Why is the value of the corporate plane so subjective versus objective?

Aviation will always be in the cross hairs of those who do not fully understand the value of the benefits and see the plane as a luxury.  While study after study has proven that those with a plane produce higher revenues, grow faster and have better returns for their investors, to a small vocal few, it falls on deaf ears.  More needs to be done to incorporate modern productive/human capital valuations that can be used in NPV, IRR and CBA analysis.  Methodology that investment bankers and accountants can use in valuing human capital in other business enterprises is in desperate need to be utilized in our industry. 
The high visibility of the plane has always been a flash point for emotional versus objective decisions.  The last 7-8 years we saw just how negative the politics of guilt by association can be with comments like “fat cats” and their tax savings and the Big 3 automakers huge blunder.  The blunder wasn’t showing up in their planes, but not knowing how to defend their use in black and white terms that would have made the question of why they flew to the meetings silly even to the non aviation community.  Private aviation became politically incorrect. 
The National Aviation Business Association (NBAA) has commissioned studies regarding how to calculate productivity by time savings, work environment etc. and yet it never reaches mainstream benefit analysis in the form of calculating revenues.   The story becomes a discussion of the chicken and the egg, which came first, success that allowed them to buy a plane or success because they purchased the plane? 
Return On Investment (ROI) for human capital is not new, however it is getting much more refined for calculating the value of human capital in a company.   The management axiom, “what can be measured can be managed” needs to become mainstream in the corporate aviation world.  Developing productivity or human capital returns should be a goal to corporate aircraft operators to prove the value in more black and white terms.  More productive time should not be as elusive as it seems to be to calculate and used for productivity measurements.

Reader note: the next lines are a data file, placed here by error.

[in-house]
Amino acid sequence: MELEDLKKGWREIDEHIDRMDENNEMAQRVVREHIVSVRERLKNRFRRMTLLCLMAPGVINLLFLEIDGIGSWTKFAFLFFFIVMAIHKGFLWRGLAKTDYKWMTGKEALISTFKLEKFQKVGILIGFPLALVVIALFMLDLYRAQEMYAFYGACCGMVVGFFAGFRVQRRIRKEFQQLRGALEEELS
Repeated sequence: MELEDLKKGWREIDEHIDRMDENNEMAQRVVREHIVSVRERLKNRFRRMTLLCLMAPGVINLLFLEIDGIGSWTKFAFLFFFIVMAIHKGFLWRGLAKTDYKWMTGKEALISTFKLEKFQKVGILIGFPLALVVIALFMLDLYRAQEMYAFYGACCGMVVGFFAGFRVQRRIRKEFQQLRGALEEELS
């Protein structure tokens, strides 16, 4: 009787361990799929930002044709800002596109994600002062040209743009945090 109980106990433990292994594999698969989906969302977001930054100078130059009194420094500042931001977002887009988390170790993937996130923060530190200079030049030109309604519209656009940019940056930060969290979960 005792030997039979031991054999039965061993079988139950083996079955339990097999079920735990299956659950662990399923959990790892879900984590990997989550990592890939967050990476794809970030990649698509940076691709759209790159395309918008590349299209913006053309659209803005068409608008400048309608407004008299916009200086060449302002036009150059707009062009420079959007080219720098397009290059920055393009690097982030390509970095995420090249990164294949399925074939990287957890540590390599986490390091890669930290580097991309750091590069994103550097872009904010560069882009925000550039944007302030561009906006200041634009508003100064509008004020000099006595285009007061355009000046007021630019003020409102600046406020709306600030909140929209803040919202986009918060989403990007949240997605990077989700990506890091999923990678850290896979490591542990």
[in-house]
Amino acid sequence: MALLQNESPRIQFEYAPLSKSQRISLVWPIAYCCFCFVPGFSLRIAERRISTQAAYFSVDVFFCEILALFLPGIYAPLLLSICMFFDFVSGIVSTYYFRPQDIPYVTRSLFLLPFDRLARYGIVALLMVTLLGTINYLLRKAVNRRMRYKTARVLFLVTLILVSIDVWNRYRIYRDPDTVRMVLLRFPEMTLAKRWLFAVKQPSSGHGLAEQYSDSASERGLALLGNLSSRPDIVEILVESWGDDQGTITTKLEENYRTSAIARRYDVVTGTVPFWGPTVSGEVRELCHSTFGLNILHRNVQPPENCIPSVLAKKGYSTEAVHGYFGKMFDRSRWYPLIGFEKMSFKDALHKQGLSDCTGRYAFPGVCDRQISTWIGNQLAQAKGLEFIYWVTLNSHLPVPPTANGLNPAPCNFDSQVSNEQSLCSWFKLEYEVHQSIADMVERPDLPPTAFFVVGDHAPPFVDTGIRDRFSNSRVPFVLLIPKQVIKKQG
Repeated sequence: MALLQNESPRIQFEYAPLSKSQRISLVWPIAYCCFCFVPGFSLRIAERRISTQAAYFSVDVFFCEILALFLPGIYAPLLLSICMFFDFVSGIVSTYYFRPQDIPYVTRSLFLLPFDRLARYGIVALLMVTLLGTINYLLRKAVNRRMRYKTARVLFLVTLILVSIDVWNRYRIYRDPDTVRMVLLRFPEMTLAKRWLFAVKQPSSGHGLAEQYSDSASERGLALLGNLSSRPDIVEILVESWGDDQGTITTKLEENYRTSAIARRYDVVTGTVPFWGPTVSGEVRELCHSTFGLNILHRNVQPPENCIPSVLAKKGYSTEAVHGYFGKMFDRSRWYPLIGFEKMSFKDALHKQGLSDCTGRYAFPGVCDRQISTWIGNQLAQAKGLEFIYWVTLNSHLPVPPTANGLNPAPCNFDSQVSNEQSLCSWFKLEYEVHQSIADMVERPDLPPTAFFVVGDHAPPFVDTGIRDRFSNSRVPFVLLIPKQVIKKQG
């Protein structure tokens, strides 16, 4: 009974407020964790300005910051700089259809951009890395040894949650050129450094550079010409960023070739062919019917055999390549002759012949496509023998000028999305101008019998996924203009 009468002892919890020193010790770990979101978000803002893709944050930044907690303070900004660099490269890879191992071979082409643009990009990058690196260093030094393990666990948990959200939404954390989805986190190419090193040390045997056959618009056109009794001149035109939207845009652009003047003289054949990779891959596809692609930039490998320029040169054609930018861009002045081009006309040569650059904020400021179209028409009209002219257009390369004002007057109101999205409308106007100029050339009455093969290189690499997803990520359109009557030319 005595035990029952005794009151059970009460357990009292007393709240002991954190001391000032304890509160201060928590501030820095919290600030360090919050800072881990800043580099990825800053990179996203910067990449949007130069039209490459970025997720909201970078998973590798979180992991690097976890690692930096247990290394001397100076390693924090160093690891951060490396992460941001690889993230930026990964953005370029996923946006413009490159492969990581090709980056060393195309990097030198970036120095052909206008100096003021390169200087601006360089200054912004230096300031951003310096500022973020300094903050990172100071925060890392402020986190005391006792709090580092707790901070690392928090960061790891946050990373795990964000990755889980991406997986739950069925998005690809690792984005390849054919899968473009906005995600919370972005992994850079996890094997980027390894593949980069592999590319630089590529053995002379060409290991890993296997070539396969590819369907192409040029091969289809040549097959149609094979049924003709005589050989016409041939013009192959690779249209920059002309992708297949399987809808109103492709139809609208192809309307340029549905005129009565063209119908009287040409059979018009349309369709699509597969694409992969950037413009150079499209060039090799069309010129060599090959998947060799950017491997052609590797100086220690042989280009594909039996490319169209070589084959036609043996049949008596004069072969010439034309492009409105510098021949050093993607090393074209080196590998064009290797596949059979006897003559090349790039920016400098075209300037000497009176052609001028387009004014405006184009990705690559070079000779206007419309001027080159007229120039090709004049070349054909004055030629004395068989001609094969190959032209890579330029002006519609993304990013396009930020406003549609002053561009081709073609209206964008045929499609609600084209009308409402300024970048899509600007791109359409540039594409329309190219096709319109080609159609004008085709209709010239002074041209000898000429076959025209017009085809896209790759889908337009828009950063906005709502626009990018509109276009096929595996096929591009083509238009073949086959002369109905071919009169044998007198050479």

My challenge to those who are in positions of influence within our community is to continue to strive and update methods that can calculate the value of the plane.   There are plenty of bright people who calculate various efficiencies and productivity in the business world.  ROI of human capital is one method that should help.  Our industry needs to develop an accepted model that companies can use to take the plane from being considered a toy to the real business tool it is.  

Mike McCracken
Hawkeye Aircraft Acquisitions
Office 727 796 0903

“Jets without Regrets”

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